Ascoli Piceno is a bustling travertine city. It’s a lot more urban than I was expecting prior to my arrival, which was a pleasant surprise. The city has old character and plenty of architectural elements that make it unlike other Italian cities. There is an event going on nearly every night in the main square, Piazza del Popolo, and that is where most locals can be found in the evening hours. The weather is hotter than anything I’ve experienced before, and this has probably been the hardest thing for me to adapt to.
What has surprised me the most is the food culture in Ascoli because it is completely different than that of the United States. My first experience with this was in the grocery store; it’s a lot smaller than most that can be found at home. I think the reason for this is because a lot of locals buy their food at the open-air food markets where it is fresher. Meals are also longer in Italy because they are more focused on togetherness and enjoying food, whereas in America, it’s about convenience and speed. Lunch is typically the largest meal of the day, and most people go home to eat it. The stores close around 1 PM and don’t reopen until about 5 PM to allow for lunches in the home. Another thing I wasn’t expecting is how late dinner is served in Ascoli; most restaurants open for dinner starting at 8 PM because that is when everyone wants to be out and about in the cooler weather. Dinner is also a longer meal in comparison to American dinners, but the food is a million times more delicious. A group favorite is truffle ravioli, which can be found in several restaurants across the city (truffles are harvested nearby, making them pretty accessible, but still pricey here).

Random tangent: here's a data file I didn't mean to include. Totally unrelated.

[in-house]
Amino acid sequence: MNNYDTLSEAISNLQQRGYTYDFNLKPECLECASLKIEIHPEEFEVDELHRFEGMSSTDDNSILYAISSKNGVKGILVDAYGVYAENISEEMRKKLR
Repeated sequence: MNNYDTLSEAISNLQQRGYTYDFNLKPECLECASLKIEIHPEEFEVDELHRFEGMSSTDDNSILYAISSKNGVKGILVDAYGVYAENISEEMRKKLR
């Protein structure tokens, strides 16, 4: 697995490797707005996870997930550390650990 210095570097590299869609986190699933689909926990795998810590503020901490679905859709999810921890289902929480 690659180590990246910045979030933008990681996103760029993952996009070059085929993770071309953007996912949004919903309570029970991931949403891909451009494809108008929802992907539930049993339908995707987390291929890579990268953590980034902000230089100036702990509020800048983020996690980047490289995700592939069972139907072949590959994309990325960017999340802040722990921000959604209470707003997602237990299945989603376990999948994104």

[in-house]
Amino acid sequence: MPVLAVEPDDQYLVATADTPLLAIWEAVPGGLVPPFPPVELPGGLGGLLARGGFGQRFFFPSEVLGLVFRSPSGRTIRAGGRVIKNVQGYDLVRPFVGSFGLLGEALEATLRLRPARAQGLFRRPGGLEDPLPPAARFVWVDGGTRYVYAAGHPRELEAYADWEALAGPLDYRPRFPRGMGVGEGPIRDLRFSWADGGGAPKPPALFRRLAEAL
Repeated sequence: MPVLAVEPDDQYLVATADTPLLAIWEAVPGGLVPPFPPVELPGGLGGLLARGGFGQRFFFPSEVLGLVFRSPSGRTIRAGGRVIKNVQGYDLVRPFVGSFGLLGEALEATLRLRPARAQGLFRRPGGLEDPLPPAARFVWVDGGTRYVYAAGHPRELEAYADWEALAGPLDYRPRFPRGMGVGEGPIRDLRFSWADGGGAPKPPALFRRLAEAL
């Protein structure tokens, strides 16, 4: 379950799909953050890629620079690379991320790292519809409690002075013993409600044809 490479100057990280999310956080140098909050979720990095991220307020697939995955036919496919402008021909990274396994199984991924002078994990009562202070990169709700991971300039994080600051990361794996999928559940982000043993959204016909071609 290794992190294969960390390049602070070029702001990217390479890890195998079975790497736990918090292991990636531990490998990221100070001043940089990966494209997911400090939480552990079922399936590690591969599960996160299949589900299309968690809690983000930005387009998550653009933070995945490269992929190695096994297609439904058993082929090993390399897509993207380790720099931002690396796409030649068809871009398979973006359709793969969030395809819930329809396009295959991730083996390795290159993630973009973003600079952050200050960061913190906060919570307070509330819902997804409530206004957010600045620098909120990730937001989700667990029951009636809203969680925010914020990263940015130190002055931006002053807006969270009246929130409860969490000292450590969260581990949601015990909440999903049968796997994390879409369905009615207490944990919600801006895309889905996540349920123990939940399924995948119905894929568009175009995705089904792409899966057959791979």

Ascoli Piceno is a city that is cool to live in as an American because its history and culture are untouched by anything foreign. We are the only people here who aren’t Italian, the only tourists in the whole city. We are getting a true Italian experience.